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standard deviation of intakes based on food alone may not be the same as those based on food plus supplements. For other nutrients, ULs refer only to nutrient intake from food fortificants, supplements, and pharmacological products. In these cases, the proposed methods are even less reliable, as currently there are no estimates of the within-person standard deviation of intakes from supplement use alone.


The following examples show how the Dietary Reference Intakes (DRIs) might be used as part of an assessment of an individual's diet. Note that information other than intake relative to the DRIs is also considered, and in many instances may provide data that are more useful in the assessment than are the nutrient intakes.

Application 1. Assessing the Diet of an Older Individual in an Assisted Living Setting

Background and Data

Mr. G is a 78-year-old man who lives in an assisted-living institution where he eats most of his meals in the dining room. He does not currently take supplements. By observing what he eats, it is possible to obtain direct estimates of his dietary intake, rather than rely on his reports alone, and this is done for several days. Anthropometric data (weight changes), physical activity level, and other information on his health status are available.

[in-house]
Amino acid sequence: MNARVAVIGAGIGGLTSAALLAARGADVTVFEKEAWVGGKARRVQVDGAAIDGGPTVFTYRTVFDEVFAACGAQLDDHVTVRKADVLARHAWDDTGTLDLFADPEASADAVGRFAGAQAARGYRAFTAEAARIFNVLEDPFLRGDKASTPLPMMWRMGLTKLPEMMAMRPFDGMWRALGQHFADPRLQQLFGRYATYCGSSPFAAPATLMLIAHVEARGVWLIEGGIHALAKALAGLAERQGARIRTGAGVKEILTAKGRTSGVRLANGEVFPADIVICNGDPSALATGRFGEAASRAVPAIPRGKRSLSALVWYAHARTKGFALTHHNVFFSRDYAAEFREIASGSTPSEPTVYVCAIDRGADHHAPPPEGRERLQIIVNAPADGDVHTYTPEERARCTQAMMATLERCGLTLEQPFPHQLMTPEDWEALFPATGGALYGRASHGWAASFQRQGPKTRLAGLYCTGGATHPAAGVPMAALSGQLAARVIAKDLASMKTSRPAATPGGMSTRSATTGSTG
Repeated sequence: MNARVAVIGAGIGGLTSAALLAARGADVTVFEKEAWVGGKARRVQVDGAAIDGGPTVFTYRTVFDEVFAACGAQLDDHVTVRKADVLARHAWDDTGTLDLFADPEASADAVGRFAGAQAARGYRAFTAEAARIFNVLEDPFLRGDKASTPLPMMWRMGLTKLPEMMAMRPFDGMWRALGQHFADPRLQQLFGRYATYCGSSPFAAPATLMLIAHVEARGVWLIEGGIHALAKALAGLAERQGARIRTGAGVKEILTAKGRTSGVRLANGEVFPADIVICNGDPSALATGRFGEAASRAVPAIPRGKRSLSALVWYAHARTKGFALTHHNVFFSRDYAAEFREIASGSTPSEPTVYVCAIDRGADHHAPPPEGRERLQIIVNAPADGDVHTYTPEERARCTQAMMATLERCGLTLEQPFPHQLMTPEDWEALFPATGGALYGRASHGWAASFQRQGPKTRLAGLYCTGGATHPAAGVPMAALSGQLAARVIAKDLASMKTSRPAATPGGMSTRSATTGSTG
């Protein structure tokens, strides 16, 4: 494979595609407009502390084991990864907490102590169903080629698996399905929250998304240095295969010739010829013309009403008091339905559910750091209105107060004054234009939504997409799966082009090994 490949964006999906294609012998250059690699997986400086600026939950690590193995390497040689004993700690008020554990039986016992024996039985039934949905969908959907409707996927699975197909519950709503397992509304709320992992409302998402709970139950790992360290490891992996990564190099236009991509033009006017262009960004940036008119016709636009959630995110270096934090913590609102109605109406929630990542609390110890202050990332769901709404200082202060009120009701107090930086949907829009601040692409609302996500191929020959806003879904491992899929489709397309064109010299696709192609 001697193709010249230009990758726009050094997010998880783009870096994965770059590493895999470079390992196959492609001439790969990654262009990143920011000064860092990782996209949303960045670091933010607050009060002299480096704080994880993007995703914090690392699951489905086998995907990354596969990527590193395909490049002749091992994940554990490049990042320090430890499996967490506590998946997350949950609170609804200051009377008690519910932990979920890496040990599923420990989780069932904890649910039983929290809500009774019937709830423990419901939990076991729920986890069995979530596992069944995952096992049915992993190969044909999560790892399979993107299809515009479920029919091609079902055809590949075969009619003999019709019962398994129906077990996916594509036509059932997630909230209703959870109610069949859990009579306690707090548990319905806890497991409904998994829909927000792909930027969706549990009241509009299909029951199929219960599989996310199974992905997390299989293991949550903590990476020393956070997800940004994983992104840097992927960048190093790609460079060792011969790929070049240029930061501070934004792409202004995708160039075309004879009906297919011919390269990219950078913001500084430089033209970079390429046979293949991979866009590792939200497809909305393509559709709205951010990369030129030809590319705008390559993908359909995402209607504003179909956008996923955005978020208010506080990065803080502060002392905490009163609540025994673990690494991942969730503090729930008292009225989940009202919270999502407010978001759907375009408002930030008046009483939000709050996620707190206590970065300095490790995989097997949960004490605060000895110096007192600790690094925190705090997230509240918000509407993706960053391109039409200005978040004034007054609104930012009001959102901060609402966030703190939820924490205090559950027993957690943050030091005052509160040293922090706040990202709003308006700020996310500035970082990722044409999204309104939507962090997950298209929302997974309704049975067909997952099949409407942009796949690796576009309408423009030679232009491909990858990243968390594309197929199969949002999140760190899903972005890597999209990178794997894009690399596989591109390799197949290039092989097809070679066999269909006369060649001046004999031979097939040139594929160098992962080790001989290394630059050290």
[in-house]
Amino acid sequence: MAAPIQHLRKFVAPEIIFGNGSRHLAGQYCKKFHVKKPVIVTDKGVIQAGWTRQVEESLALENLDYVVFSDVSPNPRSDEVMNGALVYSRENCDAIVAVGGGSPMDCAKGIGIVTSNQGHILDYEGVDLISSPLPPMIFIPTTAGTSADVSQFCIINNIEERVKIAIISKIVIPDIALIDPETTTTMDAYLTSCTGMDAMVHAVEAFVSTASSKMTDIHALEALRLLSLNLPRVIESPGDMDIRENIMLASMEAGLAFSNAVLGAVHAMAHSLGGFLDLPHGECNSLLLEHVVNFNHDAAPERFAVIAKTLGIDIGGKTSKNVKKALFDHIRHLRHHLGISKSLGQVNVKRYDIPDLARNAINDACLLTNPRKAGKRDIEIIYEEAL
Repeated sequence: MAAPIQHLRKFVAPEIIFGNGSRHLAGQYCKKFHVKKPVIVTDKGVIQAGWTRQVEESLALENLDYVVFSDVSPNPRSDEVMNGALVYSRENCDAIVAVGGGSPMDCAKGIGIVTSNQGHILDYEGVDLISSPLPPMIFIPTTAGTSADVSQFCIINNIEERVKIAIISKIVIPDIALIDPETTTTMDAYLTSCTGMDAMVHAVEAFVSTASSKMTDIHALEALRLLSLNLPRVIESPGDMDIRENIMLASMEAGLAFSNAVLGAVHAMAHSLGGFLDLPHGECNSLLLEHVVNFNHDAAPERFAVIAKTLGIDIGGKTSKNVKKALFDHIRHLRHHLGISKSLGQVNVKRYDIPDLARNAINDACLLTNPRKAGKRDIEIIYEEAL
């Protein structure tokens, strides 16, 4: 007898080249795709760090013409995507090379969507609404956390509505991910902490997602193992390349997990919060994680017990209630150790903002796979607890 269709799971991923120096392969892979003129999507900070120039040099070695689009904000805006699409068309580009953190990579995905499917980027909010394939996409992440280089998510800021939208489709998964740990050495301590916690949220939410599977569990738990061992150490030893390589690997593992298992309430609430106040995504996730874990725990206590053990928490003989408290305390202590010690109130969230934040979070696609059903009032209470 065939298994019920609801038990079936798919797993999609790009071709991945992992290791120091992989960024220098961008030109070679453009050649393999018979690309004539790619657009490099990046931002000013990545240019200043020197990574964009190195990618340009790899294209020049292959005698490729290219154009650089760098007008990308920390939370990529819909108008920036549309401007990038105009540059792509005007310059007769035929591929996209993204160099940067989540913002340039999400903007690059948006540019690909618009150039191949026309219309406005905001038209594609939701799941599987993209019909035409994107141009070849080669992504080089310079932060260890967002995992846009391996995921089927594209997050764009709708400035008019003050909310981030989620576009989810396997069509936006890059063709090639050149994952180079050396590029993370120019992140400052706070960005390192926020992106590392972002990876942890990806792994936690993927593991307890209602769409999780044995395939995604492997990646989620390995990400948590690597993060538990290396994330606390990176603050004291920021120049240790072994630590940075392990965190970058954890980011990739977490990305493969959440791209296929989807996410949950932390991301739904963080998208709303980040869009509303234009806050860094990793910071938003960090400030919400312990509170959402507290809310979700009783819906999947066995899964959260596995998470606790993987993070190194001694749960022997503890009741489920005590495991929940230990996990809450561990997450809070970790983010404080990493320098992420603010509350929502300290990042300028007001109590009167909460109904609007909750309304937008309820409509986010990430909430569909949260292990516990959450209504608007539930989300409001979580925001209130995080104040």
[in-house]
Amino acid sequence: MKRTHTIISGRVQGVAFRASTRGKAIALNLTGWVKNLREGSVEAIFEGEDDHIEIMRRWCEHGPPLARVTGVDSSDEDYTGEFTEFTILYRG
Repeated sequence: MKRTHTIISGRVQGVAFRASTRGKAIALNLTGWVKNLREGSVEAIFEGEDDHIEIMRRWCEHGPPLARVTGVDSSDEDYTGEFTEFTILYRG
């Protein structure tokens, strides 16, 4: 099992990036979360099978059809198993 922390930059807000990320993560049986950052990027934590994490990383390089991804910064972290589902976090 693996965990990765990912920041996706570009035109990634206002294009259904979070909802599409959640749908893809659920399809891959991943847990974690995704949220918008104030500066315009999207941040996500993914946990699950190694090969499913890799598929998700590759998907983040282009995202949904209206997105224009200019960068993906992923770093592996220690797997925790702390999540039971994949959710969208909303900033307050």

The nutritionist who is a consultant to the assisted living facility wants to determine whether Mr. G's food intake is sufficient to meet his nutrient needs.


Because it is difficult to determine energy balance, even from several days of intake, the nutritionist determines whether Mr. G is maintaining weight. This is a much more direct method of assessing the adequacy of his energy intake than estimating his caloric intake. In addition to such non-dietary evaluations, the nutritionist obtains

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